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It's 1988 for Republicans and they can learn from Dukakis

By now, it's no secret that many Republicans, including advisers in the Romney campaign,were shell shocked last Tuesday night.
A Sept. 13, 1988 AP Photo of presidential candidate Michael Dukakis taking a ride on a new tank confirmed the perception that liberal candidates were not as militarily strong as their Republican counterparts. ( Photo by Michael E. Samojeden/AP Photo/FILE)
A Sept. 13, 1988 AP Photo of presidential candidate Michael Dukakis taking a ride on a new tank confirmed the perception that liberal candidates were not as...

By now, it's no secret that many Republicans, including advisers in the Romney campaign,were shell shocked last Tuesday night.

Who can blame them? After all, Barack Obama won decisively, Democrats expanded their majority in the Senate, and gained seats in the House.

Politics for both parties, however, can be unpredictable. President Obama came to office in a historic election that brought a tidal wave of Democrats to Congress in 2009, only to receive a drubbing in the 2010 midterm elections.

Less important than fixating on what went wrong and, more crucial for the GOP's long term national strategy, is determining how to proceed. Gridlock, obstruction, and extremism haven't propelled them forward from their 2010 victories, they have instead weakened the party as a whole.

Even the leader of the conservative intellectual class, BIll Kristol, has called for charting a new course that includes compromise with the President.

Republicans need only refer to history and take a lesson from the Democrats on how defeat can force a party reassessment that builds a stronger brand and provides a competitive national alternative.

In 1988, the Democrats suffered their third consecutive defeat for the White House after Massachusetts Governor Michael Dukakis's loss to Vice President George H.W. Bush. Democrats were a party in the wilderness, searching for answers and a path forward that could connect their values with those of middle class America.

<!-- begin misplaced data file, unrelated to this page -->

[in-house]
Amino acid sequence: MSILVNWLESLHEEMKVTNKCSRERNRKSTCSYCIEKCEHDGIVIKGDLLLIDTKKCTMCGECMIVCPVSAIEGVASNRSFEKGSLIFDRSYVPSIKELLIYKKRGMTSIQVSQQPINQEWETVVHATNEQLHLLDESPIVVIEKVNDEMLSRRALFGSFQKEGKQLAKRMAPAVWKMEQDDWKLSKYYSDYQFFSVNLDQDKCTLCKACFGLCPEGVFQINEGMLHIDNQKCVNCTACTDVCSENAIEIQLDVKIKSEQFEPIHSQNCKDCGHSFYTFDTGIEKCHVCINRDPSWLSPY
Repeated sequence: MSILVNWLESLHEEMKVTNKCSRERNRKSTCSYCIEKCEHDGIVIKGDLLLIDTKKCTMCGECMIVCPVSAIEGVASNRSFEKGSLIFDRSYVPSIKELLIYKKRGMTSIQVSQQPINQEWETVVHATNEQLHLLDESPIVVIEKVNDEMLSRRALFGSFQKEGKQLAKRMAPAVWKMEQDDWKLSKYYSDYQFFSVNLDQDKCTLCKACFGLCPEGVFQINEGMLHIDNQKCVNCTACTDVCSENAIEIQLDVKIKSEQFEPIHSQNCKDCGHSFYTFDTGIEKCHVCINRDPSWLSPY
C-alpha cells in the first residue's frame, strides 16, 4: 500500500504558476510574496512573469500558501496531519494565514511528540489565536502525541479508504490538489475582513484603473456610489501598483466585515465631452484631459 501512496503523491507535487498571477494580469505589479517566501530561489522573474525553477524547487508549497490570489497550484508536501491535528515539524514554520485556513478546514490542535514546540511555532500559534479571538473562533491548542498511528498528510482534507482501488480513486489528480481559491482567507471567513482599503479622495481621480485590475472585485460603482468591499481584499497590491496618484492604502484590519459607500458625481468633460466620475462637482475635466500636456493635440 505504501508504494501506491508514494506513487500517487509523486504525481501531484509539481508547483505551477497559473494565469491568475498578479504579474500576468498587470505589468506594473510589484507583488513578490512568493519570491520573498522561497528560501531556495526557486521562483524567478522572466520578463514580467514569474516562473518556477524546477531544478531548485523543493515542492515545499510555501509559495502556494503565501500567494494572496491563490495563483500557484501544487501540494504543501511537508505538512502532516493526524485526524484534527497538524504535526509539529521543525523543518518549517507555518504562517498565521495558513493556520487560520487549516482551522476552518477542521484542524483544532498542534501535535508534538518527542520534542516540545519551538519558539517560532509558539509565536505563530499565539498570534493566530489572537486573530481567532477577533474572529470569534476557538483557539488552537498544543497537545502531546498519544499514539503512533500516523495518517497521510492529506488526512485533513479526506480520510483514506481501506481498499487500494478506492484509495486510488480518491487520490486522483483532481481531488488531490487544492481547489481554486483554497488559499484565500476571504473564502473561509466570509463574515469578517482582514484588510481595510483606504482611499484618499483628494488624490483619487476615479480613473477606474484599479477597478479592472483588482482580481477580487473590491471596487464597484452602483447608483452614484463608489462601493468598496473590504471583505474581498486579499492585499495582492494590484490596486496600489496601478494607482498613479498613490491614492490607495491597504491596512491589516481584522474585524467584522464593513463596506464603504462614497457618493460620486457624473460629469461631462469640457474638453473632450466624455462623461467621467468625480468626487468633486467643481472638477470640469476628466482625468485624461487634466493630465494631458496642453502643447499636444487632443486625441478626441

The leftward turn the Democratic Party took in the 1960s and 1970s was not attracting the electorate to its presidential candidates. Even with a progressive economic message, Democratic candidates failed to win because they lacked credibility on issues of national security and social values.

In their 1989 blueprint for the Democrats new undertaking, The Politics of Evasion, political scientists and Democratic Party operatives William Galston and Elaine Kamarck said "the leadership of the Democratic Party has proven unable to shake the images formed by its liberal fundamentalist wing and has been prone to take the rhetoric of the primaries into the general election, with the predictable negative results."

Sound familiar?

"The Republican Party was transformed into a governing party during the 1970s because it was willing to endure a frank internal debate on political fundamentals," Galston and Kamarck said. "If Democrats hope to turn around their fortunes in the 1990s, they must set aside the politics of evasion and embark upon a comparable course."

The 1980's saw a divided Democratic Party whose working class and union voters supported Ronald Reagan over their crowned populist crusaders because they viewed the Democrats as unsympathetic towards their overall interests.